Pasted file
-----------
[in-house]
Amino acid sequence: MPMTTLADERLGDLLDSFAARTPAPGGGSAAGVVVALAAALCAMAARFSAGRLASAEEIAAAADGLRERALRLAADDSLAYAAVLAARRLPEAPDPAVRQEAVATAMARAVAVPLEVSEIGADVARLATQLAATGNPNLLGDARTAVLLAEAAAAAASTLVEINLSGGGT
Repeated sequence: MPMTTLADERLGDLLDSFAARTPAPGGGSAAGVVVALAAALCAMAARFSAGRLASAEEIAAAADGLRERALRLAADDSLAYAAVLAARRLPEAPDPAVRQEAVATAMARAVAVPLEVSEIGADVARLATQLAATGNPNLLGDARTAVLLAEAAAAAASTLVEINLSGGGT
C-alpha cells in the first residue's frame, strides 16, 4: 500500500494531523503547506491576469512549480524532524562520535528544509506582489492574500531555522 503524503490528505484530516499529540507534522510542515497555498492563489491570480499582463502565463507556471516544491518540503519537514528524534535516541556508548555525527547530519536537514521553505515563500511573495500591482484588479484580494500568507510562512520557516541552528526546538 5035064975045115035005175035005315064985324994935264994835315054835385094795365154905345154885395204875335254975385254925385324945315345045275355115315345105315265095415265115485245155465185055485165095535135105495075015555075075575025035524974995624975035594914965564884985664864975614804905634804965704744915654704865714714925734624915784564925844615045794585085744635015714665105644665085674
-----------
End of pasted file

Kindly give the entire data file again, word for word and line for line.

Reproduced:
[in-house]
Amino acid sequence: MPMTTLADERLGDLLDSFAARTPAPGGGSAAGVVVALAAALCAMAARFSAGRLASAEEIAAAADGLRERALRLAADDSLAYAAVLAARRLPEAPDPAVRQEAVATAMARAVAVPLEVSEIGADVARLATQLAATGNPNLLGDARTAVLLAEAAAAAASTLVEINLSGGGT
Repeated sequence: MPMTTLADERLGDLLDSFAARTPAPGGGSAAGVVVALAAALCAMAARFSAGRLASAEEIAAAADGLRERALRLAADDSLAYAAVLAARRLPEAPDPAVRQEAVATAMARAVAVPLEVSEIGADVARLATQLAATGNPNLLGDARTAVLLAEAAAAAASTLVEINLSGGGT
C-alpha cells in the first residue's frame, strides 16, 4: 500500500494531523503547506491576469512549480524532524562520535528544509506582489492574500531555522 503524503490528505484530516499529540507534522510542515497555498492563489491570480499582463502565463507556471516544491518540503519537514528524534535516541556508548555525527547530519536537514521553505515563500511573495500591482484588479484580494500568507510562512520557516541552528526546538 5035064975045115035005175035005315064985324994935264994835315054835385094795365154905345154885395204875335254975385254925385324945315345045275355115315345105315265095415265115485245155465185055485165095535135105495075015555075075575025035524974995624975035594914965564884985664864975614804905634804965704744915654704865714714925734624915784564925844615045794585085744635015714665105644665085674